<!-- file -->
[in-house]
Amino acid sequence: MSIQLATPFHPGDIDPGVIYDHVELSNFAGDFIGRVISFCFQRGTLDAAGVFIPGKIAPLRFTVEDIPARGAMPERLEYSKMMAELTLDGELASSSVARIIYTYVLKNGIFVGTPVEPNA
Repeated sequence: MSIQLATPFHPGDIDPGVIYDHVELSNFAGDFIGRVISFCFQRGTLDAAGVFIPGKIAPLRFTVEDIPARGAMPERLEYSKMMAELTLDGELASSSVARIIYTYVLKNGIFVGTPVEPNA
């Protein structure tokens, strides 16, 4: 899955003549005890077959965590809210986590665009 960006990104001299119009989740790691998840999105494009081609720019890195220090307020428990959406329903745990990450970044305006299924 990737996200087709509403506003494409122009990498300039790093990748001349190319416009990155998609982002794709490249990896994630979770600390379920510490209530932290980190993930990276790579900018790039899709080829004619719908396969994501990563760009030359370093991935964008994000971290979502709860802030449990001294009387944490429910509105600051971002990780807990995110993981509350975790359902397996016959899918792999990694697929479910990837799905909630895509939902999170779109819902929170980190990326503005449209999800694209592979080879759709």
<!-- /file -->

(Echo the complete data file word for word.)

[in-house]
Amino acid sequence: MSIQLATPFHPGDIDPGVIYDHVELSNFAGDFIGRVISFCFQRGTLDAAGVFIPGKIAPLRFTVEDIPARGAMPERLEYSKMMAELTLDGELASSSVARIIYTYVLKNGIFVGTPVEPNA
Repeated sequence: MSIQLATPFHPGDIDPGVIYDHVELSNFAGDFIGRVISFCFQRGTLDAAGVFIPGKIAPLRFTVEDIPARGAMPERLEYSKMMAELTLDGELASSSVARIIYTYVLKNGIFVGTPVEPNA
């Protein structure tokens, strides 16, 4: 899955003549005890077959965590809210986590665009 960006990104001299119009989740790691998840999105494009081609720019890195220090307020428990959406329903745990990450970044305006299924 990737996200087709509403506003494409122009990498300039790093990748001349190319416009990155998609982002794709490249990896994630979770600390379920510490209530932290980190993930990276790579900018790039899709080829004619719908396969994501990563760009030359370093991935964008994000971290979502709860802030449990001294009387944490429910509105600051971002990780807990995110993981509350975790359902397996016959899918792999990694697929479910990837799905909630895509939902999170779109819902929170980190990326503005449209999800694209592979080879759709």